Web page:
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Irish Family Planning Association

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Dr. Rhona Mahony has pledged that women whose unborn babies have fatal foetal abnormalities will be offered terminations from January at the National Maternity Hospital.

As the hospital's master, Mahony made the claim after it came to light that some maternity hospitals and GPs won't be ready to begin extended abortion services from January.

A spokesman has said that staff are "working to ensure we have a full, safe and compassionate service in place as quickly as possible".

Dr. Mahony's spokesman continued;

"Notwithstanding the outstanding logistical issues, we expect to provide termination of pregnancy in situations of fatal foetal anomaly from January 1."

Minister for Health Simon Harris rejected implications that the January target for abortion services was aligned with politics, and has commented that this claim was 'offensive'.

He added that the services will not be available everywhere straight away, and that it needed time to embed and evolve with the help of clinicians. 

Yesterday, the Seanad continued with their debate on the Regulation of Termination of Pregnancy Bill.

Dr Sharon Sheehan, master of the Coombe hospital, has commented that her new system of service won't be ready by January.

She said; "To ensure the provision of "safe, high-quality, sensitive and compassionate care for women", it is essential to have the finalised legislation in place, an agreed model of care nationally and national clinical guidelines.

She continued;

"There has been extensive work, and that is continuing to proceed at a pace, but they are not ready and we now have only 20 days before this service is to be introduced.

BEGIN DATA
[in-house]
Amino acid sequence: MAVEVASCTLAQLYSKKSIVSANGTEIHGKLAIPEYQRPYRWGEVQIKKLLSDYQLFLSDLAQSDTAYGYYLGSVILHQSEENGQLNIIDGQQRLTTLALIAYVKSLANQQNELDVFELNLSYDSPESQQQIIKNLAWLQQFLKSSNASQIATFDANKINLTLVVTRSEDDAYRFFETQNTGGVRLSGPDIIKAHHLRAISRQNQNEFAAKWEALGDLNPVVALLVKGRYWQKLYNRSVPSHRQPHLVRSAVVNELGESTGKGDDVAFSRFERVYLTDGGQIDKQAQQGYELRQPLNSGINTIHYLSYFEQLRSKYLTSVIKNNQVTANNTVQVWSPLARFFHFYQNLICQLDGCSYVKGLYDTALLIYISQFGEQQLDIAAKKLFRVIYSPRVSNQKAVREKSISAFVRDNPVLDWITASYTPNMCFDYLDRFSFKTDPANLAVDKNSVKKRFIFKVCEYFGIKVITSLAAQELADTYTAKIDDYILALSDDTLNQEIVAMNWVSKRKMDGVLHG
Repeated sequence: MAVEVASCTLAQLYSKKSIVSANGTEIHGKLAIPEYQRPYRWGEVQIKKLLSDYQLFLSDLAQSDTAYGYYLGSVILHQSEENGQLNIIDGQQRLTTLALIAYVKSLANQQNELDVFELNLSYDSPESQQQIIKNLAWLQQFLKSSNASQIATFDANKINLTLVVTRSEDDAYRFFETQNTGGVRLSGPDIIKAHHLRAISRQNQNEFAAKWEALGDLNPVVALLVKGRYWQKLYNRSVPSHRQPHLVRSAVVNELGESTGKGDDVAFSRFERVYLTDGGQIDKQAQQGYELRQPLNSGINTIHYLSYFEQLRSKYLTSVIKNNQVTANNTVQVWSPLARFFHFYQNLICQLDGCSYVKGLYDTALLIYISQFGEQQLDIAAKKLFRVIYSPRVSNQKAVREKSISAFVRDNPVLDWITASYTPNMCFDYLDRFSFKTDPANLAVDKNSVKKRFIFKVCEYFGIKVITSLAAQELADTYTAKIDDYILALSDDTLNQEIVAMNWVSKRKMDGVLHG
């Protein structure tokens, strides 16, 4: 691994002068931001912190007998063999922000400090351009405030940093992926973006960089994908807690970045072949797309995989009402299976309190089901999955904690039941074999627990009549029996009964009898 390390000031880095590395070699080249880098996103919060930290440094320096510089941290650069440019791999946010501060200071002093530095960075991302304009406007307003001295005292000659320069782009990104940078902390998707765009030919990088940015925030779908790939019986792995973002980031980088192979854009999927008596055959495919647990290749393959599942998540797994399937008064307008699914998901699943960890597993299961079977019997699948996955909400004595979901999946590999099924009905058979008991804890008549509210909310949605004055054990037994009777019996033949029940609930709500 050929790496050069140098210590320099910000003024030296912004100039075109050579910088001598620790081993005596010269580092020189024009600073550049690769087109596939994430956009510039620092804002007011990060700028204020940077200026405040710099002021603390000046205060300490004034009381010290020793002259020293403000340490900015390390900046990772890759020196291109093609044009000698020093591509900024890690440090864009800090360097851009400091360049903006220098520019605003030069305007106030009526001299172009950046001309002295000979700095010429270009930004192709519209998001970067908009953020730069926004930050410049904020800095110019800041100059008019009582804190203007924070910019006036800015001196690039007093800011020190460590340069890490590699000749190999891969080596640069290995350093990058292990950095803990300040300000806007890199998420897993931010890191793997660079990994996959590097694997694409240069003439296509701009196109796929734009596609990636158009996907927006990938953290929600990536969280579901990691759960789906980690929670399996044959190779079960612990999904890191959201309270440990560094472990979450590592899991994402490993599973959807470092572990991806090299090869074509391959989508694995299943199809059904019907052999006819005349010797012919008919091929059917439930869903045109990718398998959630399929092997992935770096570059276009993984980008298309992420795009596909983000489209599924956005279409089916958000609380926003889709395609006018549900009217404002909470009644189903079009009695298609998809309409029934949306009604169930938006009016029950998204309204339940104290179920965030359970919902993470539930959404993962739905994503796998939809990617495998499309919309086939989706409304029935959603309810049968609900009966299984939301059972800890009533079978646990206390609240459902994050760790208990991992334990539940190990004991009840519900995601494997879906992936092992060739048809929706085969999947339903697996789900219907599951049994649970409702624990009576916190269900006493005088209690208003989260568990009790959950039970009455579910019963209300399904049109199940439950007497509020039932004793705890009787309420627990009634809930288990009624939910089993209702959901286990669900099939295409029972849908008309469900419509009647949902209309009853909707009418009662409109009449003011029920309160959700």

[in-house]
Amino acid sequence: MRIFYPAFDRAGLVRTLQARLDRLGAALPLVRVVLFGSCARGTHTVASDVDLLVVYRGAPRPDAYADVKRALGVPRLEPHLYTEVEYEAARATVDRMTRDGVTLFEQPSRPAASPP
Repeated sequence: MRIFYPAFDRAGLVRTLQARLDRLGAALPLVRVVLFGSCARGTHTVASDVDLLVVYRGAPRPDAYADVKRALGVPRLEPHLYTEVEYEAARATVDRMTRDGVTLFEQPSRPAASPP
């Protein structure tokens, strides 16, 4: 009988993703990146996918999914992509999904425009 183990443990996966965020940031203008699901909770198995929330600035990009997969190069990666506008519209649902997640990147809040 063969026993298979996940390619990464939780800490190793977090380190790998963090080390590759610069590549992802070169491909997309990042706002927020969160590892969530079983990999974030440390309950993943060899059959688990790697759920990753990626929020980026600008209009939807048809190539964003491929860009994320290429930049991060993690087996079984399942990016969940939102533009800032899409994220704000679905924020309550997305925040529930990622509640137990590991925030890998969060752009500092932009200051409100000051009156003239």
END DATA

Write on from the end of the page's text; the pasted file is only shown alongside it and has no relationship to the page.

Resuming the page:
"In my opinion, the country is not ready, and therefore the Coombe is not in a position to deliver these services from the January 1."

The Rotunda maternity hospitals spokeswoman commented that;

"Rotunda Hospital will be complying with enacted legislation providing the appropriate model of care, resources and funding is in place to enable a safe service provision to women".

The Irish Family Planning Association has also said that an exact date of availability for abortion services cannot yet be offered;

"We are still working on a number of outstanding issues. We're working to resolve them as quickly as possible and we're making good progress. We won't delay in providing abortion care once that's done".

The Irish College of General Practitioners and the Institute of Obstetricians are set to meet today for the discussion of clinical guidelines which are seen as essential for doctors.

A 24/7 helpline will hopefully be advertised by the HSE once the legislation is passed for guiding women, GPs and hospitals.

Feature image: BusinessPost.ie

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According to a survey conducted on behalf of the Irish Family Planning Association, one-third of adults in Ireland rely on the withdrawal method as their standard form of contraception.

The findings, which harnessed the lived experience of 1,001 men and women, show that the 'pull-out' method is most popular among adults aged 18-34 and least popular among those aged 55 and over.

The participants, 70 per cent of whom were in committed relationships, fielded questions regarding contraception, pregnancy and reproductive choices.

Interestingly, 38 per cent of respondents revealed that they do not use a method of contraception, 25 per cent opted for condoms and 20 percent of women surveyed rely on oral contraception.

According to The Irish Times, Dr Caitríona Henchion, medical director of the IFPA, voiced concern over the 10 per cent of couples surveyed who rely on the withdrawal method.

“If a pregnancy would be a crisis for a woman or couple, then it makes sense to use a contraceptive method they can rely on,” she said.

“This is really concerning and shows that there is a need for more education and knowledge so that women are empowered to make the choice of contraceptive that’s best for them,” she added.

Durex Ireland partnered with the Irish Family Planning Association in order to conduct the research which seeks to highlight the need for positive change in the nation's attitude to sexual health and contraception.

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